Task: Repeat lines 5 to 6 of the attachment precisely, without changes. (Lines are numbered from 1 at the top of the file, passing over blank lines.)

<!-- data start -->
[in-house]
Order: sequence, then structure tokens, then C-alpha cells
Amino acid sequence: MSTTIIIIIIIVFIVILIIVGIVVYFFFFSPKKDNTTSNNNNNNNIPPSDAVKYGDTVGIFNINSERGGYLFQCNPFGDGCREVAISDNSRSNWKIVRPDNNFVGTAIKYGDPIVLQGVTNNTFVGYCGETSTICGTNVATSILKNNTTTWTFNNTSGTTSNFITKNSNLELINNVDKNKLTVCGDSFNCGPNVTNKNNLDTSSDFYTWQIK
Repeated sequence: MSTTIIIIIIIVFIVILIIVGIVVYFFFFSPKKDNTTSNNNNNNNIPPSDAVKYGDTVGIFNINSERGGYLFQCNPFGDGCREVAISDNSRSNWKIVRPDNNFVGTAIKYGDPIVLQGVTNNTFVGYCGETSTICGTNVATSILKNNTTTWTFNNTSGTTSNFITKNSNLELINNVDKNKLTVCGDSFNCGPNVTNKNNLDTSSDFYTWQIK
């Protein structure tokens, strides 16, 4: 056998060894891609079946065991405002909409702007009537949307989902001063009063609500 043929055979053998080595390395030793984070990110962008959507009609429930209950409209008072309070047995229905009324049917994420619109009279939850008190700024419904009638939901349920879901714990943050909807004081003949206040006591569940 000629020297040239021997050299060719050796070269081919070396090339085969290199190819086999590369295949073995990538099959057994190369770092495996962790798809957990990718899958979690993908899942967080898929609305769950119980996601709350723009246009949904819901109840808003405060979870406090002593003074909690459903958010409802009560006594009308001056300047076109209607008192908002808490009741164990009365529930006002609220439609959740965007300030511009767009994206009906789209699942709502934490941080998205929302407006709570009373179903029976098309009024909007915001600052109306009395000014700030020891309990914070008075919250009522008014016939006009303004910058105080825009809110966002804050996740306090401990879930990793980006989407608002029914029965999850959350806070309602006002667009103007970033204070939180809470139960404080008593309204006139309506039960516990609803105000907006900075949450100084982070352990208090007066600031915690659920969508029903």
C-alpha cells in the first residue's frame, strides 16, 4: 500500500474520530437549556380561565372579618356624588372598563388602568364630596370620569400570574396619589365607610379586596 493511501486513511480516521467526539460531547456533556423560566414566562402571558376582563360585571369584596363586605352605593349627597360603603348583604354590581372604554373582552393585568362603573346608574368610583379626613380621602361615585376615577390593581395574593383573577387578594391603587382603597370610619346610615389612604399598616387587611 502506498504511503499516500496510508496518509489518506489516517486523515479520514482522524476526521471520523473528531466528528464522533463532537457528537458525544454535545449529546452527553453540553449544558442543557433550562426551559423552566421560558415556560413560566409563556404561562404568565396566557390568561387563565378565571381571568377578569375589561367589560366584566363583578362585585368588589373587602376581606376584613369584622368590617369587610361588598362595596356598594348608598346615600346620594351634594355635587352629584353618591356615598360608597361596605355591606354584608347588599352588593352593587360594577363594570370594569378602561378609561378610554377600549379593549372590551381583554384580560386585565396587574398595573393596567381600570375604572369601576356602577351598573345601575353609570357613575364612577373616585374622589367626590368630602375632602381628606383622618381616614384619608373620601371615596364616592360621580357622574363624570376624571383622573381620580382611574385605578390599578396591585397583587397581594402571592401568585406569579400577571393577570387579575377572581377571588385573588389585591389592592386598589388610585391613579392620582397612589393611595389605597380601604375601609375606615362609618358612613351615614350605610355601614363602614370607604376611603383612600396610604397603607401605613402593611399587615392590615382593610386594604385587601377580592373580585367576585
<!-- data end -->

């Protein structure tokens, strides 16, 4: 056998060894891609079946065991405002909409702007009537949307989902001063009063609500 043929055979053998080595390395030793984070990110962008959507009609429930209950409209008072309070047995229905009324049917994420619109009279939850008190700024419904009638939901349920879901714990943050909807004081003949206040006591569940 000629020297040239021997050299060719050796070269081919070396090339085969290199190819086999590369295949073995990538099959057994190369770092495996962790798809957990990718899958979690993908899942967080898929609305769950119980996601709350723009246009949904819901109840808003405060979870406090002593003074909690459903958010409802009560006594009308001056300047076109209607008192908002808490009741164990009365529930006002609220439609959740965007300030511009767009994206009906789209699942709502934490941080998205929302407006709570009373179903029976098309009024909007915001600052109306009395000014700030020891309990914070008075919250009522008014016939006009303004910058105080825009809110966002804050996740306090401990879930990793980006989407608002029914029965999850959350806070309602006002667009103007970033204070939180809470139960404080008593309204006139309506039960516990609803105000907006900075949450100084982070352990208090007066600031915690659920969508029903």
C-alpha cells in the first residue's frame, strides 16, 4: 500500500474520530437549556380561565372579618356624588372598563388602568364630596370620569400570574396619589365607610379586596 493511501486513511480516521467526539460531547456533556423560566414566562402571558376582563360585571369584596363586605352605593349627597360603603348583604354590581372604554373582552393585568362603573346608574368610583379626613380621602361615585376615577390593581395574593383573577387578594391603587382603597370610619346610615389612604399598616387587611 502506498504511503499516500496510508496518509489518506489516517486523515479520514482522524476526521471520523473528531466528528464522533463532537457528537458525544454535545449529546452527553453540553449544558442543557433550562426551559423552566421560558415556560413560566409563556404561562404568565396566557390568561387563565378565571381571568377578569375589561367589560366584566363583578362585585368588589373587602376581606376584613369584622368590617369587610361588598362595596356598594348608598346615600346620594351634594355635587352629584353618591356615598360608597361596605355591606354584608347588599352588593352593587360594577363594570370594569378602561378609561378610554377600549379593549372590551381583554384580560386585565396587574398595573393596567381600570375604572369601576356602577351598573345601575353609570357613575364612577373616585374622589367626590368630602375632602381628606383622618381616614384619608373620601371615596364616592360621580357622574363624570376624571383622573381620580382611574385605578390599578396591585397583587397581594402571592401568585406569579400577571393577570387579575377572581377571588385573588389585591389592592386598589388610585391613579392620582397612589393611595389605597380601604375601609375606615362609618358612613351615614350605610355601614363602614370607604376611603383612600396610604397603607401605613402593611399587615392590615382593610386594604385587601377580592373580585367576585